The poem is preceded by “ The Prologue,” thirteen stanzas, and “The Preface,” twenty-nine stanzas. The twelve gates are: (1.) Of Calcination ; (2.) Of Dissolution; (3.) Of Seperation; (4.) Of Coniunction; (5.) Of Putrifaction ; (6.) Of Congelation; (7.) Of Cibation; (8.) Of Sublimation; (9.) Of Firmentation ; (10.) Of Exaltation ; (11.) Of Multiplication; (12.) Of Proiection. Then“ A Recapitulation of the whole work," eleven stanzas; “An Admonition, wherein the author declareth his erronious experiments," fifteen stanzas; “The Epistle to King Edward 4," thirty octave stanzas; a woodcut of “George Ripley's Wheele mentioned in his Worke," with verses; and a short prose address “To the indifferent Reader," closes the volume.

We fear the poetry in this work will not interest our readers. It is harsh and rugged, and in parts hardly now intelligible, being written in the mysterious jargon of these enthusiastic seekers after the aurum potabile, with what success the few stanzas here given as a sample of the verse very amusingly declare. They are taken from the fifth Gate, “ Of Putrifaction.”

And be thou wise in choosing of the matter,
Meddle with no salts, sulphure, nor meane mineralls :

For whatsoeuer any worker to thee doth clatter,
Our Sulphur and our Mercury been onely in metalls,
Which oyles and waters some men them calls,
Foules and birds, with other names many one,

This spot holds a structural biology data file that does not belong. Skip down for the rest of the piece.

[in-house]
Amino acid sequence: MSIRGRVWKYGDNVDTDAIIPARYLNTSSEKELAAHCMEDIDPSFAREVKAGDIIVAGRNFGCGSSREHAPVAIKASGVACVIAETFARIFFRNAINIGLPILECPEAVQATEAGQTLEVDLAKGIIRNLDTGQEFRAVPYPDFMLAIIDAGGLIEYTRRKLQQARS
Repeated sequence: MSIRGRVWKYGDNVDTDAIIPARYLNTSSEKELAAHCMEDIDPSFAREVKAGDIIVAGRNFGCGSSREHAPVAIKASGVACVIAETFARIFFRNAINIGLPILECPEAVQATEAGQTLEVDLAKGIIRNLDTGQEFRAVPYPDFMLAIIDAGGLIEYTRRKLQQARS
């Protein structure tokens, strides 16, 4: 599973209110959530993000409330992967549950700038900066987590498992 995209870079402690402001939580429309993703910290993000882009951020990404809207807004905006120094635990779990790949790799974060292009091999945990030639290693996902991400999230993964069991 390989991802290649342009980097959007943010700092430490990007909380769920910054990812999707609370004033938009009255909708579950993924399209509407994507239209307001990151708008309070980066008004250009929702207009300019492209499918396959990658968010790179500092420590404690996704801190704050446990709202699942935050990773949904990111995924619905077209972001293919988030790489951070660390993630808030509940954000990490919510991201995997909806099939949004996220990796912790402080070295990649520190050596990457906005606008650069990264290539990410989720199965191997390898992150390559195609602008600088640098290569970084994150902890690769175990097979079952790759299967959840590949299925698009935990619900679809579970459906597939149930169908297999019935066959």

Because that fooles should neuer know our stone.
For of this world our stone is called the sement
Which moued by craft as nature doth require
In his encrease shall be full opulent,
And multiply his kinde after thine owne desire.
Therefore if God vouchsafe thee to inspire,
To know the truth, and fansies to eschew
Like ynto thee in riches shall be but few.
But many men be moou'd to worke after their fantasie,
In many subiects in which be tinctures gay:
Both white and red diuided manually
To sight, but in the fire they flye away :
Such breake pottes and glasses day by day.
Empoysoning themselues, and loosing their sights,
With odours, smoakes, and watching vp by nights.
Their clothes be baudy, and worne thread bere,
Men may them smell for multipliers where they goe,
To file their fingers with corosiues they doo not spare
Their eyes be blear'd, their cheekes leane and blowe,
And thus, for had I wist, they suffer losse and woe :
And such when they haue lost that was in their purse,
Then doo they chide, and Philosophers sore doo curse.
To see their houses, it is a noble sport,
What furnaces, what glasses there be of diuers shapes,
What salts, what powders, what oyles, waters fort,
How eloquently de Materia prima their tungs do clap,
And yet to find the truth they haue no bap :
Of our Mercurie they meddle, and of our Sulphure viue,
Wherein they dote, and more and more vnthriue.
For all the while they haue Philosophers bene,
Yet could they neuer know what was our Stone,
Some sought it in dung, in vrine, some in wine,
Some in starre slyme (for thing it is but one)
In blood, in egges : some till their thrift was gone,
Diuiding Elements and breaking manie a pot,
Sheards multiplying, but yet they hit it vot.

Where is my money become, saith one ?
And where is mine, saith he and he ?
But will you heare how subtill they be anone
In answering, that they excused be ?
Saying, of our Elixers robbed we be,
Erse might we haue paid you all your golde,
Though it had been more by tenne folde.
And then their Creditors they flatter so,
Promising to worke for them againe
In right short space the Elixers two,
Doting the Merchants that they be faine
To let them goe, but euer in vaine ;
They worke so long, till at the last,